The age of Google is about to pass; this is my prediction after watching all these ambitious plans issued by Google. Google has started losing its momentum on originality. By contrast, Google is now repeating a "successful" path of many traditional big companies, i.e., dominating the market by defeating the opponents not by new achievements on technologies but by its superior money resources. This strategy has been proved successfully in many fields. However, it is not a winning strategy on web industry. The reason is that World Wide Web itself is evolving. When the Web evolves, Web technologies evolves. Any company that stops evolving would be thrown away. The history once happened to Yahoo may happen to Google again in the future. The age of Google will be passed with the over of Web 2.0.
May 8, 2007, Web Search, is Google the ultimate monster?
Google is beatable, but Google is not going to be defeated by another Google-style solution. When I predict that the age of Google is about to pass, I mean new revolution on Web technologies. Google is thinking of itself as the God of World Wide Web; and indeed many Web users accept this interpretation (because we have no other better choices at present). But history has already told us that this type of fake gods like Google could not stay forever. In history, we humans abandoned most of the fake gods as soon as the public education system was prevailed. In similar, this history will repeat itself in the virtual world of the Web. The fake God of the virtual world (Google) will step down when the education on Web machine agents prevails. Hakia would not threaten Google if it continues following the Google strategy by addressing itself to be a more powerful fake God on the Web.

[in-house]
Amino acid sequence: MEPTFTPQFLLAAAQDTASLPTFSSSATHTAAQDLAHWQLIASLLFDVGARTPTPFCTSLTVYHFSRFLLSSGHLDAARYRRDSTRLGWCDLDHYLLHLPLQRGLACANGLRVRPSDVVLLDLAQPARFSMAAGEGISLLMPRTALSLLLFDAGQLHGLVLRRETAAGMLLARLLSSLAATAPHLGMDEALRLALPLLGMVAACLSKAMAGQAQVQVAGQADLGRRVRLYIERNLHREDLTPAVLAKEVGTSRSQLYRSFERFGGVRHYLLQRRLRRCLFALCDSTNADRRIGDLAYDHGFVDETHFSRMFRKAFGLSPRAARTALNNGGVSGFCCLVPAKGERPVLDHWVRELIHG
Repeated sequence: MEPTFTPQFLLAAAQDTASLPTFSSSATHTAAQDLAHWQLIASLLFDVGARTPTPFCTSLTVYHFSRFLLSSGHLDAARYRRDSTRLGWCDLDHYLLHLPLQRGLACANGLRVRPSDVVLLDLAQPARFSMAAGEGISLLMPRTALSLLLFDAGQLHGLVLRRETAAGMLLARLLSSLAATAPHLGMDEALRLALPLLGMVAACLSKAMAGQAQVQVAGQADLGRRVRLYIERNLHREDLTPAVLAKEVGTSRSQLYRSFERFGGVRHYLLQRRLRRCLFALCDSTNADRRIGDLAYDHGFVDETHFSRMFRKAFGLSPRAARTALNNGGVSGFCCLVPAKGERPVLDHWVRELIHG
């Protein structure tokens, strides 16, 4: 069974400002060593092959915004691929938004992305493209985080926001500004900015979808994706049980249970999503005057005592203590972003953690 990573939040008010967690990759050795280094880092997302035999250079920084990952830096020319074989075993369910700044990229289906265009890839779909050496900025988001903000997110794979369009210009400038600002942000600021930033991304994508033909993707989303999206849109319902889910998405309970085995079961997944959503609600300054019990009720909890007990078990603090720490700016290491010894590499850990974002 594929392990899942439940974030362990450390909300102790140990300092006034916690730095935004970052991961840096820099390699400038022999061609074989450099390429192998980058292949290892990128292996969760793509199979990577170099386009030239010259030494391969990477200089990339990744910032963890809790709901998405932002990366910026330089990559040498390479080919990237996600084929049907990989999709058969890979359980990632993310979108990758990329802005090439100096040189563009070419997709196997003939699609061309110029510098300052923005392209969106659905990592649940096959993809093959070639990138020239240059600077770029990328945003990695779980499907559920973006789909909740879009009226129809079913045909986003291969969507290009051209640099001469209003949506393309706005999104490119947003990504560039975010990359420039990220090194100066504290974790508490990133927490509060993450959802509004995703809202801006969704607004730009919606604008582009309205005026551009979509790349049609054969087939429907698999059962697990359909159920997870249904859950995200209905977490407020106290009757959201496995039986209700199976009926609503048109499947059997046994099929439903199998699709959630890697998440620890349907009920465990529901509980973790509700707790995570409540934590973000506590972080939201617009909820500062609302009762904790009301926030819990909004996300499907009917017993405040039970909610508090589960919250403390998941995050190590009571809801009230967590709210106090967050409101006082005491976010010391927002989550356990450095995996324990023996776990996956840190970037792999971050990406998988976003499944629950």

In addition to this short summary, I have a preliminary funding request. I will graduate next year and currently I am looking for an assistant professor position. If I'd get an offer, I would start a new research project on next-generation Web search that is beyond the current Google-style search strategy. In fact, I have already done the project proposal. For any reader, if you are responsible on looking for and funding new research projects that are full of potential in the future, I am far more than happy to discuss my project with you. I can be contacted through firstname.lastname@example.org. The philosophy underneath my new web search strategy can be read at here.
June 29, 2007, Epistemological extension to ontologies: a key of realizing Semantic Web?
The application of epistemology into Semantic Web is less explored than it should have been. We need ontologies to enhance the collaboration and agreements. We also need epistemologies to emphasize the individuality and privacy. I expect more research on this topic in 2008.
July 31, 2007, What does tagging contribute to the web evolution? | An introduction of web thread
There are many ways to describe web evolution. One unique expression is the transformation from the node-driven web to the tread-driven web. Web thread is a new term proposed by myself. In short, a web thread is a connection that links multiple web nodes to a fixed inbound. I observed that the Web was not only syntactically connected by human-specified links, but also semantically connected by latent threads each of which expresses a fixed meaning. A straightforward evidence of the existence of web threads is Web-2.0 tags. On Web 2.0, resources are automatically mutual-connected when they are specified the same tag by individual human users. When weaving these tags together, we obtain an interconnected network of all web pages.
The existence of web threads is an interesting phenomenon that lacks of insightful research at present. From one side, web threads are part of the implicit web because they are generally latent at this moment. On the other side, by proactively revealing web threads and explicitly weaving them, we might produce more comprehensive social graphs for individual web users. This new concept thus may contribute significantly to the vision of Giant Global Graph. I will publish more research on this concept in 2008. By the way, a broader discussion of web links and web threads can be found at here.